The synthetic cell created in 2016 required some fixes:
Five years ago, scientists created a single-celled synthetic organism that, with only 473 genes, was the simplest living cell ever known. However, this bacteria-like organism behaved strangely when growing and dividing, producing cells with wildly different shapes and sizes. Now, scientists have identified seven genes that can be added to tame the cells’ unruly nature, causing them to neatly divide into uniform orbs.BeauHD, “Scientists Create Simple Synthetic Cell That Grows and Divides Normally” at Slashdot
The function of five of the genes was unknown (wouldn;t they have been classified as “junk DNA”?):
“[The creators of JCVI-syn3.0] had thrown out all the parts of the genome that they thought were not essential for growth,” says Elizabeth Strychalski at the US National Institute of Standards and Technology. But their definition of what was necessary for growth turned out to be what was needed to make beautiful colonies growing on an agar plate, she says, rather than what was needed to produce cells that divide in a uniform and lifelike way.
By reintroducing various genes into these synthetic bacterial cells and then monitoring how the additions affected cell growth under a microscope, Strychalski and her team were able to pinpoint seven additional genes required to make the cells divide uniformly.Laya Liverpool, “Artificial life made in lab can grow and divide like natural bacteria” at New Scientist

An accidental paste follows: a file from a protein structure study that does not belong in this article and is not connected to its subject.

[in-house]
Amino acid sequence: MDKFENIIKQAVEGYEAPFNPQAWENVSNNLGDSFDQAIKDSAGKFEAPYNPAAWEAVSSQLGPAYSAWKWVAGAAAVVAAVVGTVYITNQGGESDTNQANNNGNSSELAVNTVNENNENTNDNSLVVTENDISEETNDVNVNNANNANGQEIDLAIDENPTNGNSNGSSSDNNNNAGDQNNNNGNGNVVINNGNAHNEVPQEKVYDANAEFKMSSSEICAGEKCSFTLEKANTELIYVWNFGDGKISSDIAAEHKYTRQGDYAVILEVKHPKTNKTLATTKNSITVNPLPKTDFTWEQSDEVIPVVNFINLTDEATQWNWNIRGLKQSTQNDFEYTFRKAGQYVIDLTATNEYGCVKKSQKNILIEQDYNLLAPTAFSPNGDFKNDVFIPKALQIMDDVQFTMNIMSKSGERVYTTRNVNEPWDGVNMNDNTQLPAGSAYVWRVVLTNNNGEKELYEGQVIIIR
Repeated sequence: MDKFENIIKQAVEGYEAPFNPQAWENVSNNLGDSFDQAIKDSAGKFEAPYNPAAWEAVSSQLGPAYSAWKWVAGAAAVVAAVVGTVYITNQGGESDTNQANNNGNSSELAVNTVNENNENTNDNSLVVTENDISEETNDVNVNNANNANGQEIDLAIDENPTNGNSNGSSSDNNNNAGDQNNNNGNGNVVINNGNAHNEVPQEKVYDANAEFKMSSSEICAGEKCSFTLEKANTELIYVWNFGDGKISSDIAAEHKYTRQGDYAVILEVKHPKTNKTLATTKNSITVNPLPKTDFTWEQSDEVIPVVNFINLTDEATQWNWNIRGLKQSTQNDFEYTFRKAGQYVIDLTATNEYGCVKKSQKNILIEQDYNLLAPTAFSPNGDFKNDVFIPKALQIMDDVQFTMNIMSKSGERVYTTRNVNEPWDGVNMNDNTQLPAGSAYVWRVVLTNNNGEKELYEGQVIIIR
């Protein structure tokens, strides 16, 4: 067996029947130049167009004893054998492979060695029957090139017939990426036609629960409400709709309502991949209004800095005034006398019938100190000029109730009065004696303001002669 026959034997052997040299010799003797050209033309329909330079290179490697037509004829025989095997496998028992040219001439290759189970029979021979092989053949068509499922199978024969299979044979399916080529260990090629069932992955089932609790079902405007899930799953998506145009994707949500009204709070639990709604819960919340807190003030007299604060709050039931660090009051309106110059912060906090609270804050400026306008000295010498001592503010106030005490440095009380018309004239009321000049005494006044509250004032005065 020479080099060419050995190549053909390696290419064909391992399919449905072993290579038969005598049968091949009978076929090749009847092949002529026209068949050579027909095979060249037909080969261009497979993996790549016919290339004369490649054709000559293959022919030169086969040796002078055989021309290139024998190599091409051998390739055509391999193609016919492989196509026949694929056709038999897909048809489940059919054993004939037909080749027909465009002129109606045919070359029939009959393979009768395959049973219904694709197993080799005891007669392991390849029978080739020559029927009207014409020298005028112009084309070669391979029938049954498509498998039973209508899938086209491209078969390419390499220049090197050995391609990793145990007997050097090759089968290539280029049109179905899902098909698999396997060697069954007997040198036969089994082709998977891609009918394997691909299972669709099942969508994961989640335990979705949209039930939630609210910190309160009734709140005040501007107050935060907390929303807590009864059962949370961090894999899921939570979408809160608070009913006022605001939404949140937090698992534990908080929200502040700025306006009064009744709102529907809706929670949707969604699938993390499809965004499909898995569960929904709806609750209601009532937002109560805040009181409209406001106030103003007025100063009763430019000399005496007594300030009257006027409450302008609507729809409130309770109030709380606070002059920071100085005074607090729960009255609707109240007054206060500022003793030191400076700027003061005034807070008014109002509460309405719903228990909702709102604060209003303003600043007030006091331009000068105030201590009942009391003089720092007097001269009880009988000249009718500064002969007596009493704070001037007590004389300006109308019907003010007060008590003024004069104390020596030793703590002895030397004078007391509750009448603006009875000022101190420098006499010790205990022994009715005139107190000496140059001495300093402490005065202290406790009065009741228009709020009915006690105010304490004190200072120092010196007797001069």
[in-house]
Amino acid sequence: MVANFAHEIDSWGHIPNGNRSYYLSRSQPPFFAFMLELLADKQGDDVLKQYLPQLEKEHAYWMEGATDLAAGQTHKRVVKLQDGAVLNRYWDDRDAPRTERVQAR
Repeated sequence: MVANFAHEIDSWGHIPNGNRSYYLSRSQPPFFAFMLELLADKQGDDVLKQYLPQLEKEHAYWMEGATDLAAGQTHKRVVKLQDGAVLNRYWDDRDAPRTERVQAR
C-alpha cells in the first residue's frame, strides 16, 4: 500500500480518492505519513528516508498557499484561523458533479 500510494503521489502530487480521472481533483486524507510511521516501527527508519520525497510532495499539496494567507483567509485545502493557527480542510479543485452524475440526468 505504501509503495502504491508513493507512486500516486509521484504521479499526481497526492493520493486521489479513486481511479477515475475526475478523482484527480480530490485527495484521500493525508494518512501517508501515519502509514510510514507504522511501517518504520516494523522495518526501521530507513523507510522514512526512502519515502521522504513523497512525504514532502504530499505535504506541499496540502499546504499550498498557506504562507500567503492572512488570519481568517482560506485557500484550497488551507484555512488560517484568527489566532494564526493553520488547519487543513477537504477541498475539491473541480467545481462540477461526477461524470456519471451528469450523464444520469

This family of articles about JCVI-syn3 is quite a powerful argument against abiogenesis.
Abiogenesis [random origin of life] advocates claim that life started with “protocells” because extant life is far too complex to have started by natural processes.
But, all of our efforts to simplify extant life to produce a “protocell” have shown us that extant life is about as simple as it can be.
JVCI-syn3 has 473 genes, carefully paired down from the 1 million base pair genome of M. mycoides, and basically lives on life support.
JVCI-syn3A, the subject of this article, has an additional 19 genes (492 total) to make it a bit more robust, although still quite dependent on a coddled environment.
So, all available evidence tells us that “protocells” can’t be much simpler than extant life, but we all know that extant life is far, far too complex to have arrived from natural processes.
This should be the end of abiogenesis and rational atheism. But, we all know that these beliefs are not subject to lessons taught by actual evidence.
The paper is closed access.
See also: A zoologist on that microbe that copies its DNA in a way “unknown to science.” Tim Standish: Simpler systems do not necessarily come first because simple can be a lot harder to come up with than complex. Yes, that seems counterintuitive, but the history of technology bears that out. In some ways you could say the same about art.